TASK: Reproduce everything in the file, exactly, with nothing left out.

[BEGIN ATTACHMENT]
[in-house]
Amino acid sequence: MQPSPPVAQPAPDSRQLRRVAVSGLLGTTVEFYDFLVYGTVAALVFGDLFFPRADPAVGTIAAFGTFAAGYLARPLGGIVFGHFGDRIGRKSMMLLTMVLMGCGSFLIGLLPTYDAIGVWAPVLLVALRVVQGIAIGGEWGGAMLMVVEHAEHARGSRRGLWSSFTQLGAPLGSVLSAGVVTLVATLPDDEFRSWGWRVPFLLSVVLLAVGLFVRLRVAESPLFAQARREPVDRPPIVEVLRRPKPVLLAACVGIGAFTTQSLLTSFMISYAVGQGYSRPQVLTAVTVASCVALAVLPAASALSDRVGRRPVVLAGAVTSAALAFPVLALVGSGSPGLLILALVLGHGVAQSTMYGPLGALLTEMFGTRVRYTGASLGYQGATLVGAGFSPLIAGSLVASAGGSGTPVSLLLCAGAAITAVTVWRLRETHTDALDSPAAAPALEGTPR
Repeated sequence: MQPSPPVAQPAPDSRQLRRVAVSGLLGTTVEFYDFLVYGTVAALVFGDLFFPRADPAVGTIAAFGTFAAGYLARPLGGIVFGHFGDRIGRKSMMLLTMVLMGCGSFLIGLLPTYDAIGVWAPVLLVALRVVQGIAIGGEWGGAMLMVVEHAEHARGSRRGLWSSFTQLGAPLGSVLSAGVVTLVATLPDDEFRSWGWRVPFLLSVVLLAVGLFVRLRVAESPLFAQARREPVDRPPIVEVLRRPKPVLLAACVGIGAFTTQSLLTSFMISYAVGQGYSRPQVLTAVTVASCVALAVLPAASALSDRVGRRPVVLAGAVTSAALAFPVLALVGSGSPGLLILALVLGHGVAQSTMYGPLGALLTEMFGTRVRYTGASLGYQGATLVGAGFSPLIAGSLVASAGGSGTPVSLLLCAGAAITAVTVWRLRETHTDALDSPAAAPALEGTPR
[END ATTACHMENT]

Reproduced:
[in-house]
Amino acid sequence: MQPSPPVAQPAPDSRQLRRVAVSGLLGTTVEFYDFLVYGTVAALVFGDLFFPRADPAVGTIAAFGTFAAGYLARPLGGIVFGHFGDRIGRKSMMLLTMVLMGCGSFLIGLLPTYDAIGVWAPVLLVALRVVQGIAIGGEWGGAMLMVVEHAEHARGSRRGLWSSFTQLGAPLGSVLSAGVVTLVATLPDDEFRSWGWRVPFLLSVVLLAVGLFVRLRVAESPLFAQARREPVDRPPIVEVLRRPKPVLLAACVGIGAFTTQSLLTSFMISYAVGQGYSRPQVLTAVTVASCVALAVLPAASALSDRVGRRPVVLAGAVTSAALAFPVLALVGSGSPGLLILALVLGHGVAQSTMYGPLGALLTEMFGTRVRYTGASLGYQGATLVGAGFSPLIAGSLVASAGGSGTPVSLLLCAGAAITAVTVWRLRETHTDALDSPAAAPALEGTPR
Repeated sequence: MQPSPPVAQPAPDSRQLRRVAVSGLLGTTVEFYDFLVYGTVAALVFGDLFFPRADPAVGTIAAFGTFAAGYLARPLGGIVFGHFGDRIGRKSMMLLTMVLMGCGSFLIGLLPTYDAIGVWAPVLLVALRVVQGIAIGGEWGGAMLMVVEHAEHARGSRRGLWSSFTQLGAPLGSVLSAGVVTLVATLPDDEFRSWGWRVPFLLSVVLLAVGLFVRLRVAESPLFAQARREPVDRPPIVEVLRRPKPVLLAACVGIGAFTTQSLLTSFMISYAVGQGYSRPQVLTAVTVASCVALAVLPAASALSDRVGRRPVVLAGAVTSAALAFPVLALVGSGSPGLLILALVLGHGVAQSTMYGPLGALLTEMFGTRVRYTGASLGYQGATLVGAGFSPLIAGSLVASAGGSGTPVSLLLCAGAAITAVTVWRLRETHTDALDSPAAAPALEGTPR